Chapter Sixteen – The Mingle and the Mad Dash
As summer eventually capitulated to fall, an interesting thing began to happen—I noticed people edging away from me at cocktail parties.
Many months earlier when I had first announced my walkabout intentions, my friends, family, and colleagues were wildly intrigued. In addition to showing support at every turn, they were always anxious to hear the details of my travels to iconic venues and well publicized events. A pivotal late-season Lakers game against San Antonio. Opening Day at Yankee Stadium. The U.S. Opens of both golf and tennis. March Madness. NASCAR. And being the attention-seeking miscreant that I am, I was more than happy to indulge their curiosity.
As time went by, though, I found myself consistently swinging the conversation around to all of the hidden jewels of the sports world that I had been discovering. My answers to their questions about the Big-Time Sports became perfunctory, as I was in a hurry to turn the discussion to things like pro surfing, water polo, and lacrosse. Some people humored me with much more skill than others, but the telltale glazing of the eyes eventually gave them away. They couldn’t care less. And by the time I got around to sharing the delight I’d found at the Smaller Is Better events, it was astonishing how many people suddenly discovered something else that needed attending to. Right that second, in fact.
Oh, I’d hear the whispers. “No, seriously—he actually likes high school football more than pro.” Or, “I hear he got up at 3:30 in the morning to go watch a triathlon, for God’s sake.” But it was cross-country that finally triggered mass exodus at social gatherings. For it was evident to most that I had finally lost my mind.
In 1959, British writer Alan Sillitoe published a novella titled The Loneliness of the Long Distance Runner. It was made into a movie in 1962 and ultimately received enough acclaim to land it on the British Film Institute’s list of the greatest British films of the 20th century. I never read the story or saw the movie. In fact the only thing I’ve ever known about the plot line is that it revolves around cross-country running. And that one small nugget of knowledge has always framed my perception of the sport: cross-country = lonely.
That thought was lurking in the back of my mind as I arose very early on a Saturday morning in mid-November and began the two-hour drive from Portland to Springfield, Oregon. In the pitch dark. In a steady rain. With a temperature hovering somewhere in the low 40s. So was it any wonder that I expected to be one of, oh, maybe a dozen fans on hand to witness the NCAA’s West Regional Cross Country Championships?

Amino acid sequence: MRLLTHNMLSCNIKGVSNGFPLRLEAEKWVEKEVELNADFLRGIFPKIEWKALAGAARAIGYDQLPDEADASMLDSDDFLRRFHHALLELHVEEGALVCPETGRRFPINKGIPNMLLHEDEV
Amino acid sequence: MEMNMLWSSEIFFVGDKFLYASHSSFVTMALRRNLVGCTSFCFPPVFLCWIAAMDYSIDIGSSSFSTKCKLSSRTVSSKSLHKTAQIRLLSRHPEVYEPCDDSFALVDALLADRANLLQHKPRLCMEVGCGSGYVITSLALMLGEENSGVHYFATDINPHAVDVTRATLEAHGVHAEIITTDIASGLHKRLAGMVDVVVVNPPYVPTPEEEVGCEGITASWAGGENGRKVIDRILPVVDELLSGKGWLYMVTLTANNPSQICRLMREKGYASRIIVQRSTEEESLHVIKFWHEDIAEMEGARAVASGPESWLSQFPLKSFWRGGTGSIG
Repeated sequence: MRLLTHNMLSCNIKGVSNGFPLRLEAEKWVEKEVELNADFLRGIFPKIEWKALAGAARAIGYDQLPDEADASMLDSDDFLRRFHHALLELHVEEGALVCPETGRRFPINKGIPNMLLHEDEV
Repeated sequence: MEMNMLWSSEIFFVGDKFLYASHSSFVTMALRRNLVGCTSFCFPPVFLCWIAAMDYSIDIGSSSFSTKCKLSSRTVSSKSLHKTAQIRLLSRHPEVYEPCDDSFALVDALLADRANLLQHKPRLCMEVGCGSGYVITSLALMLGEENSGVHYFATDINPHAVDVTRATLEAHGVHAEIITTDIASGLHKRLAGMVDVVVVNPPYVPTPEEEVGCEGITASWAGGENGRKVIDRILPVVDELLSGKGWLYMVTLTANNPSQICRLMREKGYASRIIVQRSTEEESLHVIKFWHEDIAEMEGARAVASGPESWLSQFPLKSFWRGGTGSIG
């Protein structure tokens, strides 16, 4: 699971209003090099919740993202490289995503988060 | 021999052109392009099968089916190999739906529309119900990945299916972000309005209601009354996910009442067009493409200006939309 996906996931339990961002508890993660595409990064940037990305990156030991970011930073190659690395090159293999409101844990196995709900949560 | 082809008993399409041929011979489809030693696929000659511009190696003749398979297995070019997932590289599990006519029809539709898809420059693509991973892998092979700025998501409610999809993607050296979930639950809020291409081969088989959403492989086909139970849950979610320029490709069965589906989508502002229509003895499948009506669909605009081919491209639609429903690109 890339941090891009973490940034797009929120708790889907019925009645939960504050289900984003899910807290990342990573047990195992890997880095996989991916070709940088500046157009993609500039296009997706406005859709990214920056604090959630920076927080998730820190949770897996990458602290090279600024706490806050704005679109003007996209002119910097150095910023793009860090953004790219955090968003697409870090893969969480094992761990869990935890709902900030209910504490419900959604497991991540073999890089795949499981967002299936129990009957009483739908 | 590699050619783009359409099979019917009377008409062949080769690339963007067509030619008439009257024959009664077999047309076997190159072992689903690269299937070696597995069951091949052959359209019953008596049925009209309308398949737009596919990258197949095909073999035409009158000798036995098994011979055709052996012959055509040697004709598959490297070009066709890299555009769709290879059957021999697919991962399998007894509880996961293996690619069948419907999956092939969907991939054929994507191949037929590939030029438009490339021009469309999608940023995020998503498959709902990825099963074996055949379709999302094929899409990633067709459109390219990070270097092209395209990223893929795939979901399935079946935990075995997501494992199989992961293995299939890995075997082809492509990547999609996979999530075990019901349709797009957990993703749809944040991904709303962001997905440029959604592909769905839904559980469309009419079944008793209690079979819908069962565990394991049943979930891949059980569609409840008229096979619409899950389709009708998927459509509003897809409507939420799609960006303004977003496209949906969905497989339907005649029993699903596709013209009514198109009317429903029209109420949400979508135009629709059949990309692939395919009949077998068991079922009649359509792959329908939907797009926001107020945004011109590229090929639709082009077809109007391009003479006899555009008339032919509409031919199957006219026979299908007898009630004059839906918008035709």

I was prepared to experience the Loneliness of the Long Distance Watcher.
So imagine my surprise when I arrived at Springfield Country Club and was redirected to a separate spectator parking lot at a local elementary school. And then my shock when I pulled into that lot and saw a line of people queuing up to board a luxurious shuttle bus. And then my absolute disbelief when I was dropped off back at the golf course and found hundreds of people already present for an event not scheduled to begin for almost an hour. Lonely? I was beginning to feel downright crowded. And confused. Why in the world would so many people show up on a cold and misty morning at a venue that, if it wasn’t actually in the middle of nowhere, it certainly knew the ZIP code?
Actually, part of the answer did indeed lie within the ZIP code. For in Oregon, if anybody is running anywhere, there will most certainly be people on hand to watch. If you happen to find yourself somewhere in the Web-Foot State and sprinting to catch a bus at some point, it’s more than likely that a small crowd will gather to cheer you on. But even though I knew in advance that I was venturing deep into the land of Nike and Prefontaine, it still didn’t prepare me for the gorgeous build-out and pristine environment that played host to what has to be one of the lowest-profile sports in the NCAA lineup.
As I navigated my way down the 18th fairway toward the event’s hub in the center of the golf course’s back nine, a steady stream of runners going through their warm-up runs began to pass me. And, as if I needed another reason to be transfixed by the spectacle, I was captivated by the colors. A bright kaleidoscope of hues and tints was splashed against the emerald-green backdrop of the golf course. With 31 women’s and 25 men’s teams competing, all of the colors of the rainbow were well represented in the different teams’ warm-up suits and uniforms. “Vivid” and “vibrant” kept elbowing each other out of the way for the lead in the adjective race.
Once I arrived at the Start/Finish complex, it occurred to me that, from the runners’ perspective, it would’ve been impossible to carve out a small moment of privacy, let alone loneliness. I learned that the male competitors would be sharing the course with 178 close associates, while the ladies would start their race side by side with 221 others. Add to that more than 1,000 highly engaged spectators, and you had an atmosphere that was about as supportive and inclusive as could be imagined for a solitary pursuit.